Oso Technologies prepping product for delivery
CHAMPAIGN — Oso Technologies has won plenty of acclaim for its idea of a system that monitors how much water your lawn, garden or houseplant needs.
Now it's time to provide the actual product to customers.
For the last couple weeks, the company's five full-time employees have been programming PlantLink base stations and links in their office in downtown Champaign.
They've also been packaging the systems for shipment to a distribution center in California, which in turn will send the products to supporters of PlantLink's successful Kickstarter campaign.
That campaign, which sought to raise $75,000 to get PlantLink off the ground, easily topped its goal, generating $96,690 within a month.
As part of that campaign, Oso Technologies promised PlantLink systems to people who pledged at certain levels. Soon those supporters will be able to put PlantLink to the test.
Users will put the two-pronged links into soil near plants they're trying to grow. They'll specify the type of plants at PlantLink's website. The links measure how much moisture is in the soil and report that to PlantLink through a base station. Then, PlantLink will notify the grower by email, text message or mobile push notification when to water the plant.
Eduardo Torrealba, the CEO of Oso Technologies, said the Kickstarter campaign attracted nearly 900 supporters, two-thirds of them in North America.
"Most of our customers are just getting into gardening," he said. "They don't have a lot of experience. We give them the information they need to care for their plants."
Oso is also taking orders for PlantLink at myplantlink.com, selling a base station and link for $79 (plus $5.99 shipping to U.S. destinations) and additional links for $35 each. Pre-orders are also being taken at grandst.com/beta/myplantlink.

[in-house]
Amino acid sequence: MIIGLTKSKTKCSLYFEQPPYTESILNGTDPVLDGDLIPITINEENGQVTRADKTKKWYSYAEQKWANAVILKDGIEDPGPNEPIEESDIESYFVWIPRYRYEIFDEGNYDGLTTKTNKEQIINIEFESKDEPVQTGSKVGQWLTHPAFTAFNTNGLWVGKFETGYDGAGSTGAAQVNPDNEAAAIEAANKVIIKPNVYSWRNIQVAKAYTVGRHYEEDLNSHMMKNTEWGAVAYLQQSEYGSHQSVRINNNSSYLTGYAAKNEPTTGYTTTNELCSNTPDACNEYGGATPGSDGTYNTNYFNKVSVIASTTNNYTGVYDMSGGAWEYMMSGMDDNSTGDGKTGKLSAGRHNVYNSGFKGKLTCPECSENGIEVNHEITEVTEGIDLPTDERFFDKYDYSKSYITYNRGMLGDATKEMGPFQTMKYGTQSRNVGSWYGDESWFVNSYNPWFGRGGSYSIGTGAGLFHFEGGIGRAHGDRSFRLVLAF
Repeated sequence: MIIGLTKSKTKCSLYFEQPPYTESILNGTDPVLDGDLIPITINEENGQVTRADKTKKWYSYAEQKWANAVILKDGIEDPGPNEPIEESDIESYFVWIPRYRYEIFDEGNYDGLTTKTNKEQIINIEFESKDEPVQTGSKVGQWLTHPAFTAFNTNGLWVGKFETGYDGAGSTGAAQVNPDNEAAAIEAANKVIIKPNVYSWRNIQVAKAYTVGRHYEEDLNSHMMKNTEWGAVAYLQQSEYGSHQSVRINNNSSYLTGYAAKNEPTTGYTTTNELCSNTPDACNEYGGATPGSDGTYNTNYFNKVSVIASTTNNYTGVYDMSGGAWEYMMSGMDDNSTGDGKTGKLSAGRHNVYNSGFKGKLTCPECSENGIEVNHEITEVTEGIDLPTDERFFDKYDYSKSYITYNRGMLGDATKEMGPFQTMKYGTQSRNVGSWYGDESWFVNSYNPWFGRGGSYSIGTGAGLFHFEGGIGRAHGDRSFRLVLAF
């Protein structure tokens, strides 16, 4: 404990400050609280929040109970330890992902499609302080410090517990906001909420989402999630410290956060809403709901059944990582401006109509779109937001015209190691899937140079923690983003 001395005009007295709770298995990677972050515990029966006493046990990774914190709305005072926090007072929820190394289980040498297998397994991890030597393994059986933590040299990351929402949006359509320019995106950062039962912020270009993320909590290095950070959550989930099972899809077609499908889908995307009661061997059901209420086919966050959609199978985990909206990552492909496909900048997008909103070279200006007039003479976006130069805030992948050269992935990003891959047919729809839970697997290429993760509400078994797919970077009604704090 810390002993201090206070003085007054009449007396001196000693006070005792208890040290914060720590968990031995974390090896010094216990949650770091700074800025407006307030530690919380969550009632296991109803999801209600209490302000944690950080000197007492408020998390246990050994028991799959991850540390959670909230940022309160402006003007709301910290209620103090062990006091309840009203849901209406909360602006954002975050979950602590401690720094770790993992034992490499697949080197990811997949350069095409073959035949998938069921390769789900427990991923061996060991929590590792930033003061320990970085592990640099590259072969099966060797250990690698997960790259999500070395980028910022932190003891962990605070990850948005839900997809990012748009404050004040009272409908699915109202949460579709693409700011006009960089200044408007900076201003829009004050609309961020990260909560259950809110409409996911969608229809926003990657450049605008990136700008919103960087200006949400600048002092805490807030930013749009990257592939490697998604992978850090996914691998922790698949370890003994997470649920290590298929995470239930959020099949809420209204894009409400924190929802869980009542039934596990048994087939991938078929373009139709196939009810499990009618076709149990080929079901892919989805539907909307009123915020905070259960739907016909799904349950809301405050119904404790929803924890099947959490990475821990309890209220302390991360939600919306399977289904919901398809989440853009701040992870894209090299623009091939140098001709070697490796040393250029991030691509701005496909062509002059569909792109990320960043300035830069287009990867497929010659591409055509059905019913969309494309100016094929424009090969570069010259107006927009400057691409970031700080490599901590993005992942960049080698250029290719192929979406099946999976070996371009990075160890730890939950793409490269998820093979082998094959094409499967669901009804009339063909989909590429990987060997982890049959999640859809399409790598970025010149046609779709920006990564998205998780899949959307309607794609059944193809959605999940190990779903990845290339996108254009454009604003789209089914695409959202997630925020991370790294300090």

It will take another manufacturing run, expected to take four weeks, before Oso can begin filling those orders, Torrealba said.
About 50 percent of the company's customers learned of PlantLink through the Kickstarter campaign, he said, and others found out through social media, blog posts and other media coverage.
PlantLink got favorable mentions on two technology sites, Cnet and Gizmodo, last fall, with the Cnet reviewer calling PlantLink's expandable nature "appealing" and saying the system "gives a lot of bang for your buck."
Torrealba said international orders for PlantLink are expected to be filled later, after U.S. orders are sent. PlantLink also plans to sell "smart valves" that can automatically water plants, but the valves are not yet ready to ship.
The genesis of PlantLink came in the fall of 2011 when Torrealba got the inspiration for it and he and friends from graduate school built prototypes.
During the spring of 2012, they talked with potential customers, and that summer they built a beta version. During the fall, they put together the Kickstarter campaign, which launched in January 2013.
Though the spring and summer of 2013, the colleagues developed the device, tested it and came up with the design. In the fall, they arranged for the manufacture of it.
Along the way, they picked up a number of awards including:
— Best Mobile Application in the 2012 Cozad New Venture Competition.
— Student Startup Award in the 2013 Innovation Celebration.
— The 2013 Lemelson-Illinois Student Prize for Innovation, which carried a $30,000 award.
The co-founders of Oso — Torrealba, Trevor Hutchins and Michael Clemenson — picked up investors over time, including Serra Ventures, IllinoisVentures and some "angel investors."
The company worked out manufacturing arrangements with central Illinois firms, including Plastic Designs Inc. in Paxton and ACC Electronix in Normal, and relied on David Iffland of Heavy Code in Savoy for Web development services.
Later this year, Torrealba said, Oso Technologies will look at extending its technology to serve prospective customers in commercial landscaping and commercial agriculture.
"It's been exciting to grow the team, add to the group and ship out product," he said.
Torrealba, Hutchins and Clemenson are all pursuing doctorates at the University of Illinois, but Torrealba and Hutchins have taken leaves of absence from the program to get PlantLink off the ground.